19 November 2019
 
At such a time as this
 
‘For if you remain silent at this time, relief and deliverance for the Jews will arise from another place, but you and your father’s family will perish. And who knows but that you have come to royal position for such a time as this?’Esther 4: 14
 
Esther, a Jewish girl married to King Xerxes, saves her people by being Queen.
 
The verse above is a challenge to all who are privileged. As doctors we can sometimes feel under-privileged, with long hours of demanding work not adequately rewarded. However, when we stop to think, we realise that our education, training and experience do give us tremendous privileges. While we are not in a royal position like Esther, we have opportunities, responsibilities and influence that many people will never have. Will we rise to the challenge of using our abilities for God’s glory and the service of others, ‘at such a time as this?’ Will we dare to go to (or stay in) difficult places where we are needed, where others refuse to go?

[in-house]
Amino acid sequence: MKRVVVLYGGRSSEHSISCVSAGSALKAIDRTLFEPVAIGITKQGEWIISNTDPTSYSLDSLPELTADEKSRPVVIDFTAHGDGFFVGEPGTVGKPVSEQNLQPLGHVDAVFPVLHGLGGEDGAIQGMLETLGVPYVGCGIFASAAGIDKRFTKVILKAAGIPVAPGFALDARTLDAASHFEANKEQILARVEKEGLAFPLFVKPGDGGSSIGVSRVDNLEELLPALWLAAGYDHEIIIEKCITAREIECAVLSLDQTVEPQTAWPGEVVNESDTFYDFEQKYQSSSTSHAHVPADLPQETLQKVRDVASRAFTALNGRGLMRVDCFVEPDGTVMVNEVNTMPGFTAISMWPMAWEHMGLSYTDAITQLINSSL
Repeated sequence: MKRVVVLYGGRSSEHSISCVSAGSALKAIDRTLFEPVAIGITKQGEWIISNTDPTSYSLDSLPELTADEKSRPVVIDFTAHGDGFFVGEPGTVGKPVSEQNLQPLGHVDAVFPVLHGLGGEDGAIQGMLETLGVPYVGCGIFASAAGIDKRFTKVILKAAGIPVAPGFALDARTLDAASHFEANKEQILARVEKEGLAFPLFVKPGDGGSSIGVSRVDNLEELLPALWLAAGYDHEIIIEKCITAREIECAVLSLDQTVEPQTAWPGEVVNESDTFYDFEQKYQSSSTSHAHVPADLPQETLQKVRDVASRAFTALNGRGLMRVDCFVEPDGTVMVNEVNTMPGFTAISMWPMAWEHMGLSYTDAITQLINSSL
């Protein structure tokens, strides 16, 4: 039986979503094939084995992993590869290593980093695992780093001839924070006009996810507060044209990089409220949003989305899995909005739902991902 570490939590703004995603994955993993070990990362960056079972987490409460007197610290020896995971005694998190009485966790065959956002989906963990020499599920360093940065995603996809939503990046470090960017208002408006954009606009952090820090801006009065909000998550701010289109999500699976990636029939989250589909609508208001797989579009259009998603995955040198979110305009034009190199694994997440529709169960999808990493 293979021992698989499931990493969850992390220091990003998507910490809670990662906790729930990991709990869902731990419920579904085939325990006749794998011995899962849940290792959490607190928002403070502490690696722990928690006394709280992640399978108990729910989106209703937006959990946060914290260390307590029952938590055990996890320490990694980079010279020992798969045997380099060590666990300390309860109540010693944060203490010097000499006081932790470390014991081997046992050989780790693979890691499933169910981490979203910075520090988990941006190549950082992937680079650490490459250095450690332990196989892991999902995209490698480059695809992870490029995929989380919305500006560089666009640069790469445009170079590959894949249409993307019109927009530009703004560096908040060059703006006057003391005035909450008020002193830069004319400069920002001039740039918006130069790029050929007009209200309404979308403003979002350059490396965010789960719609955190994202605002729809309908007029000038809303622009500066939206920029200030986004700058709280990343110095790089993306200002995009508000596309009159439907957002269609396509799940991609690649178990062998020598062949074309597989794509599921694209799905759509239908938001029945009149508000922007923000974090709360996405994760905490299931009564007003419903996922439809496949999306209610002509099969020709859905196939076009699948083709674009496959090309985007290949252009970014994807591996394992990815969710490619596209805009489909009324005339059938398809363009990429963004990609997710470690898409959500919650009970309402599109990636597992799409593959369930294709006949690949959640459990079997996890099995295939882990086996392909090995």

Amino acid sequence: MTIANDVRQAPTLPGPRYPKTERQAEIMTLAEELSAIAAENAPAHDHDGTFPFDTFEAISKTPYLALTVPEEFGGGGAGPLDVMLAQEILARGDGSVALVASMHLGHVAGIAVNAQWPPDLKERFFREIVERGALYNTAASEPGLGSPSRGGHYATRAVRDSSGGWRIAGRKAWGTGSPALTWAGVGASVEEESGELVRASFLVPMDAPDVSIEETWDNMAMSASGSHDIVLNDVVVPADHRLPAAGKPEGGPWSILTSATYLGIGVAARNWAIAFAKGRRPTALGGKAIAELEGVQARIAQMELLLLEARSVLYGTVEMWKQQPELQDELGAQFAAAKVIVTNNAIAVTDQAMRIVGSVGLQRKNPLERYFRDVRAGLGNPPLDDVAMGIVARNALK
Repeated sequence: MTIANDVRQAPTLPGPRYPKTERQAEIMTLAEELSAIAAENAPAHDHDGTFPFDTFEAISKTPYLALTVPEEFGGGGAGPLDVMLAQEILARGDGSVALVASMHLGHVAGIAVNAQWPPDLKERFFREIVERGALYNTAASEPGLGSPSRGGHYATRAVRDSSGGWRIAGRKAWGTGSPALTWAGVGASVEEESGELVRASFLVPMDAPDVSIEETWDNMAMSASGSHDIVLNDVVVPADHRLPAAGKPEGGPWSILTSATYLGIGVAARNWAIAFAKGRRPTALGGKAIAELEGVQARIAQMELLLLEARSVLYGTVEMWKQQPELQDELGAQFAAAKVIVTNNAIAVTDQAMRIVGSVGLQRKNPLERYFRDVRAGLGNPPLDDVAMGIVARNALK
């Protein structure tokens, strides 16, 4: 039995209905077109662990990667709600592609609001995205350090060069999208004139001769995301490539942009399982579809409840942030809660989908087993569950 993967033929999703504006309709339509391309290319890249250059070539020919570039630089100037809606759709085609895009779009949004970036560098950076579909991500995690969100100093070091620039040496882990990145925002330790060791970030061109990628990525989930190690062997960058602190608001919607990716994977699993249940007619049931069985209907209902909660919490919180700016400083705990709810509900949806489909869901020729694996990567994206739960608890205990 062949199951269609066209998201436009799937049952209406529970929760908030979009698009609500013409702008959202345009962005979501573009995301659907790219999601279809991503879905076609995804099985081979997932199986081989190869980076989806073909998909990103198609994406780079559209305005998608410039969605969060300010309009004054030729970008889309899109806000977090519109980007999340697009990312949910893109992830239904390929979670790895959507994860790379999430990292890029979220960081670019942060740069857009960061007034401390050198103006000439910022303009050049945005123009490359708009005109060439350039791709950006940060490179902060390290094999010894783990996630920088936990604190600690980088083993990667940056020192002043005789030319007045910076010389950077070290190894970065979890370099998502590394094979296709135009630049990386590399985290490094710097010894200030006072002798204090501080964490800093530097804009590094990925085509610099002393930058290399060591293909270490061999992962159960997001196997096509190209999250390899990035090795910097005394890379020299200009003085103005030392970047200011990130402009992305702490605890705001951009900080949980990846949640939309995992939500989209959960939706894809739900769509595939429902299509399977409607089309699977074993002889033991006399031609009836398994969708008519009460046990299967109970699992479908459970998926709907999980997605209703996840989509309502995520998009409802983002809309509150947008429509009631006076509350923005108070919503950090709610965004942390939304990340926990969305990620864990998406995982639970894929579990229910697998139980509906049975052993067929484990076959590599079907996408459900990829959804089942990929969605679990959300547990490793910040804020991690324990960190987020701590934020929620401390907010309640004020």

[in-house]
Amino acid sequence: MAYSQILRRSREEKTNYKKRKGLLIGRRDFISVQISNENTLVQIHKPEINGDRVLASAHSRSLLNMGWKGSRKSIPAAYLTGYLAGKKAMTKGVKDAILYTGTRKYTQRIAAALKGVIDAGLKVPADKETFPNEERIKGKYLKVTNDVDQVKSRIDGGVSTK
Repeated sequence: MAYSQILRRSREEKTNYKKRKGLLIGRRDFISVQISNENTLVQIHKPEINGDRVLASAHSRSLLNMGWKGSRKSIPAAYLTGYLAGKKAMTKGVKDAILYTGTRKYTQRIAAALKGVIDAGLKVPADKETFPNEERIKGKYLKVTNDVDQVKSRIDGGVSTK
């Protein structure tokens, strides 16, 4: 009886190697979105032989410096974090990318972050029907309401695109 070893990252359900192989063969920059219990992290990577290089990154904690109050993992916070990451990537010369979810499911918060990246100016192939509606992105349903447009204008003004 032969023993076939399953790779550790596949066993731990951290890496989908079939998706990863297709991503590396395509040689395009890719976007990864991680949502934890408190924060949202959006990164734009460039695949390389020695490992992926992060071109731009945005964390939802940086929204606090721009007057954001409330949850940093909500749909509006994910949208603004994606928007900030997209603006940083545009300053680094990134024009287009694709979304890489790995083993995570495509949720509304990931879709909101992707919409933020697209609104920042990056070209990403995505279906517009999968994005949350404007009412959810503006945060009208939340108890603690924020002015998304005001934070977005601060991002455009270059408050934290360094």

These are big questions, which have uncomfortable answers. When Esther’s father, Mordecai, is exhorting her to speak out for the Jewish people, he points out that if she does not rise to save them, ‘deliverance will arise from another place’, but she will suffer herself. Sometimes we can feel that we are doing God a favour by serving him, and that he couldn’t do without us. In fact, our sovereign God will carry out his purposes whether we help him or not, but we miss out enormously if we do not fit in with his work and become part of it.
 
Prayer: Thank you, Lord, for the enormous privilege you have given me. Help me to be willing to serve you wherever you might ask me to go, or by whatever you might ask me to do.
 
Read: Esther 4; Luke 12: 42–48.
 
VL